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Real Estate Can Be an Emotional Experience

by Mark Scheller

REAL-ESTATE CAN BE EMOTIONALLY HOSTILE:

 

What Is Making Home Seller’s SCREAM In Frustration?

 

What if, I could save you $40,000 on your next home?  Sounds good right?

 

But, what if, your current home would sell for $25,000 less than you expected.  Does this still sound good?

 

What would YOU say if on the same day you could gain $40,000 on your purchase, but lose $25,000 on the sale of your current house?   That is a $15,000 gain in one day.

 

To me this is an easy YES, but you would be shocked at how many people can not make it past this hurdle.

 

If we tell a home-owner, the house they love, where they have lived for years, has gone down in value, it can be emotionally crushing.   When they compare the loss in value on a home they LOVE, to a future discount on a home they don’t love yet …..it can just be EMOTIONALLY HOSTILE.

 

In a market like this where inventory is high and sellers are motivated, a buyer can achieve either:

  1. To simplify your budget by owning a lower priced home. Or,
  2. Own a home nicer than you ever thought possible because of the 3% interest rates.

But, neither will happen unless you can release the emotional shackles that tie you to current house.

 

The question is:  Can you do it?

 

Can you say goodbye to the current house and find a home that suits ALL of your needs?  Including the financial ones?

 

A Tale of Two Homes

by Mark Scheller

 

 “A Tale of Two Homes”

This is an accurate Tale of two nearly identical homes on a St. Louis street called Country Ridge Dr. As fate has it four years ago these two competing homes were for sale at the same time. 

 

One was occupied, in above average condition, had a motivated seller, and was for sale for $219,900.  These highly motivated owners had only 1 house showing in the 2 weeks prior to WHAT HAPPENED NEXT.

 

Next, the home directly across the street came on the market.  It was the same floor plan, same age, same builder, was in a below average condition, and it was a FORECLOSURE.  The sign went in the yard on a Wednesday with “no showings until Saturday”.  The Bank advertised a price at $199,900 because the home needed extensive repairs and it had a shaky Title situation.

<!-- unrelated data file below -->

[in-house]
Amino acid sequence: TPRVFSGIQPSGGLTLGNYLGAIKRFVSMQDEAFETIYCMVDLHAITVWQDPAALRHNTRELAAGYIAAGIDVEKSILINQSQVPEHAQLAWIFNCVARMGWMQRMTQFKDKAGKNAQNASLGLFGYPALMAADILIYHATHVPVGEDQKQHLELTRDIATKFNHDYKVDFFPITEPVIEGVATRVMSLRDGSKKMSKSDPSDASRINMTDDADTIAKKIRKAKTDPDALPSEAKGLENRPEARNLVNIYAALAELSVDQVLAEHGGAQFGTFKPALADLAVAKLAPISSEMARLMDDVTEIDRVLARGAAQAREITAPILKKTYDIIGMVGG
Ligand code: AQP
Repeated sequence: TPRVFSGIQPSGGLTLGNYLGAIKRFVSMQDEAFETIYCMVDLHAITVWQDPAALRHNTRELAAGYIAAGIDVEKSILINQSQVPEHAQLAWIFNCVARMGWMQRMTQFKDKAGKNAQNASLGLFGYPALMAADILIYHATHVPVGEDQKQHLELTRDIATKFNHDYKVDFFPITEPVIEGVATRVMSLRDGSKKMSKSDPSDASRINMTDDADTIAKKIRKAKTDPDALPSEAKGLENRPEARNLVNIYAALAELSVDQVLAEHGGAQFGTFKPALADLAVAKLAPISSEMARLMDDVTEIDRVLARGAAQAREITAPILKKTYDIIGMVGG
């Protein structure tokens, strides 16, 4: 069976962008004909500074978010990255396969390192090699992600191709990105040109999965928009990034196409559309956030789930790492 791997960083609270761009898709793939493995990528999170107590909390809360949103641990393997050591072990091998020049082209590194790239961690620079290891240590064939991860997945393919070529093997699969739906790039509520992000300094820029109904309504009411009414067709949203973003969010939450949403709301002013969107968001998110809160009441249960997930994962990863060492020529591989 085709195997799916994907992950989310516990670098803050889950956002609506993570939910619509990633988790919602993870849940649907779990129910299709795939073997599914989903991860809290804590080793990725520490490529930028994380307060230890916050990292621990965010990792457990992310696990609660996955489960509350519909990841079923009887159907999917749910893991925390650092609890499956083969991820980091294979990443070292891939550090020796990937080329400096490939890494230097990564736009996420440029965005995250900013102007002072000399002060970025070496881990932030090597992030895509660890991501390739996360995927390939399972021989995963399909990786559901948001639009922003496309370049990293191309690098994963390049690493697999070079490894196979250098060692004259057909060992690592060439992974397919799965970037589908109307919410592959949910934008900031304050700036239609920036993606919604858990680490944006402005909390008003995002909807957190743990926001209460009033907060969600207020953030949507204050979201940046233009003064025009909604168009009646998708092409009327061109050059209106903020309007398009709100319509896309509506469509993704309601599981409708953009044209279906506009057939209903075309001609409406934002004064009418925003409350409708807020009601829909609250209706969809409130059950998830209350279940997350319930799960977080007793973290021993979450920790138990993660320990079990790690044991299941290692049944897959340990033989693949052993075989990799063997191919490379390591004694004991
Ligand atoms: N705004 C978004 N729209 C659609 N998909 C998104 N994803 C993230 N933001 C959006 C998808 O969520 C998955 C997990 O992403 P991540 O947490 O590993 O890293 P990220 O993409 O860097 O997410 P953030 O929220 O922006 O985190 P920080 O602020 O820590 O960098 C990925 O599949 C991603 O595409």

That Foreclosure house had 14 showings on Saturday and there were 9 offers the first day…including one from my customer.  By 5:00pm Monday those 9 customers had competed with each other, like wolves over a hunt, with the winning contract being a whopping $216,500.

 

A month later the occupied house, right across the street, in above average condition sold for $207,500.  A full $9,000 below the piece of junk foreclosure sale.

 

REALLY folks?  Is this what we have come to?  Can we be that myopic to compete with each other over an inferior product, overpay for junk, and just to win the trophy over others?   Does there have to be COMPETITION to get our attention?  A former start-up called E-Bay learned years ago, the premise that if we compete for junk, and win, somehow we are satisfied.

 

In 2012 Real-Estate, nearly half of home shoppers will be so focused on the foreclosure and bank-owned junk that the good homes with motivated sellers will be invisible to them.  Hey, I know it’s tempting to find a foreclosure, make a low offer, and try to steal something.  We can even tell our parents and friends what we did and perhaps demonstrate our shrewdness as a person to be taken seriously. Right?

 

If you’re not mindful of your motivations you could get swept away by an investor mentality of buying a foreclosure piece of junk for a very low PRICE.  Sadly, in the long term you may realize your completed Cost was so high that your Trophy gets tarnished beyond recognition. 

 

Hey all, I see this all the time. Even if the buyer gets a healthy 10%-25% discount on a foreclosure.  It is seldom worth it.   That up front PRICE advantage disappears into an escalated COST, expensive cash repairs, a 3-month root canal of unexpected charges, and often a home that is difficult to resell.

 

My advice to the Savvy real-estate buyer of 2012 is ….KEEP AT LEAST ONE EYE on the traditional homes with many updates, stable foundations, healthy Title’s, and motivated sellers.  You may find your best matches there. 

 

 

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Photo of Colleen Lawler & The IrvineTeam Real Estate
Colleen Lawler & The IrvineTeam
Coldwell Banker Gundaker
111 Chesterfield Towne Centre
Chesterfield MO 63005
Office: 636-391-2100
Toll Free: 800-791-3276
Fax: 636-536-3018